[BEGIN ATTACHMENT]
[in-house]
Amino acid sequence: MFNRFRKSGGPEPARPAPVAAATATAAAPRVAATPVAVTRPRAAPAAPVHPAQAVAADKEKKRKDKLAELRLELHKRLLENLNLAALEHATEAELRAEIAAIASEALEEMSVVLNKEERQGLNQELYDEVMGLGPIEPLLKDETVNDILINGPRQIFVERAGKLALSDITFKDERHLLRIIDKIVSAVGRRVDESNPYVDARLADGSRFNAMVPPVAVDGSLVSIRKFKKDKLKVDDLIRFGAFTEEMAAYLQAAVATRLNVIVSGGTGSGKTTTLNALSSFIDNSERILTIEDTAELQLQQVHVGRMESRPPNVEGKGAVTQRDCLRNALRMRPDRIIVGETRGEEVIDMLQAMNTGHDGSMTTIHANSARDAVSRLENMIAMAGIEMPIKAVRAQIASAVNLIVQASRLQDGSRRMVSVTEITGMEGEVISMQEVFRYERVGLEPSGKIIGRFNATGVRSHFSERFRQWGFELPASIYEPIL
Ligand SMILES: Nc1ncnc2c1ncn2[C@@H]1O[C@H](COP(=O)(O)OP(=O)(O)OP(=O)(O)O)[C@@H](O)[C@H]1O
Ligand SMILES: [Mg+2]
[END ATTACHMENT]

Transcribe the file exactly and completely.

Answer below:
[in-house]
Amino acid sequence: MFNRFRKSGGPEPARPAPVAAATATAAAPRVAATPVAVTRPRAAPAAPVHPAQAVAADKEKKRKDKLAELRLELHKRLLENLNLAALEHATEAELRAEIAAIASEALEEMSVVLNKEERQGLNQELYDEVMGLGPIEPLLKDETVNDILINGPRQIFVERAGKLALSDITFKDERHLLRIIDKIVSAVGRRVDESNPYVDARLADGSRFNAMVPPVAVDGSLVSIRKFKKDKLKVDDLIRFGAFTEEMAAYLQAAVATRLNVIVSGGTGSGKTTTLNALSSFIDNSERILTIEDTAELQLQQVHVGRMESRPPNVEGKGAVTQRDCLRNALRMRPDRIIVGETRGEEVIDMLQAMNTGHDGSMTTIHANSARDAVSRLENMIAMAGIEMPIKAVRAQIASAVNLIVQASRLQDGSRRMVSVTEITGMEGEVISMQEVFRYERVGLEPSGKIIGRFNATGVRSHFSERFRQWGFELPASIYEPIL
Ligand SMILES: Nc1ncnc2c1ncn2[C@@H]1O[C@H](COP(=O)(O)OP(=O)(O)OP(=O)(O)O)[C@@H](O)[C@H]1O
Ligand SMILES: [Mg+2]